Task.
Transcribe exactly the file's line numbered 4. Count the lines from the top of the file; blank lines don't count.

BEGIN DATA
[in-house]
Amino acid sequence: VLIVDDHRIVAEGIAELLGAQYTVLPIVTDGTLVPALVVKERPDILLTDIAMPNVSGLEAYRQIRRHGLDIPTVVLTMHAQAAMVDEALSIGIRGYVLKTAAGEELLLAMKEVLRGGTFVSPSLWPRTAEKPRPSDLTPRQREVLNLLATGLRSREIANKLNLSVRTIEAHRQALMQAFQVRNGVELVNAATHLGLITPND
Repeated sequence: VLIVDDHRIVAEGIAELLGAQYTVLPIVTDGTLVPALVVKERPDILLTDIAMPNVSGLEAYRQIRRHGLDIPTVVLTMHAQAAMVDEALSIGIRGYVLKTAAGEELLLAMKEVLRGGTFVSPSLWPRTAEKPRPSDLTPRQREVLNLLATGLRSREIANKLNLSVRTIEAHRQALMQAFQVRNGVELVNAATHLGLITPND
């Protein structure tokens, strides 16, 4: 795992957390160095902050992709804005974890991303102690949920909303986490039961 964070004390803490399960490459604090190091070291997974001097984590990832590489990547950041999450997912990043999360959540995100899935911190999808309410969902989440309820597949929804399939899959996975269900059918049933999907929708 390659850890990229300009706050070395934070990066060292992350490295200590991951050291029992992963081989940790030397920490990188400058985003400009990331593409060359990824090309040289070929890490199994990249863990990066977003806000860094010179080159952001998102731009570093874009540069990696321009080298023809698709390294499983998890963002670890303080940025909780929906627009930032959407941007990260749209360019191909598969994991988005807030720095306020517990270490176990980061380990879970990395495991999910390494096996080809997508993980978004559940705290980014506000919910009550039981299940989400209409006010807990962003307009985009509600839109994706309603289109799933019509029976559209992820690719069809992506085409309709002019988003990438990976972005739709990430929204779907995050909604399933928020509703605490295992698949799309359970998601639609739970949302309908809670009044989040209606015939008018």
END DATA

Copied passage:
């Protein structure tokens, strides 16, 4: 795992957390160095902050992709804005974890991303102690949920909303986490039961 964070004390803490399960490459604090190091070291997974001097984590990832590489990547950041999450997912990043999360959540995100899935911190999808309410969902989440309820597949929804399939899959996975269900059918049933999907929708 390659850890990229300009706050070395934070990066060292992350490295200590991951050291029992992963081989940790030397920490990188400058985003400009990331593409060359990824090309040289070929890490199994990249863990990066977003806000860094010179080159952001998102731009570093874009540069990696321009080298023809698709390294499983998890963002670890303080940025909780929906627009930032959407941007990260749209360019191909598969994991988005807030720095306020517990270490176990980061380990879970990395495991999910390494096996080809997508993980978004559940705290980014506000919910009550039981299940989400209409006010807990962003307009985009509600839109994706309603289109799933019509029976559209992820690719069809992506085409309709002019988003990438990976972005739709990430929204779907995050909604399933928020509703605490295992698949799309359970998601639609739970949302309908809670009044989040209606015939008018």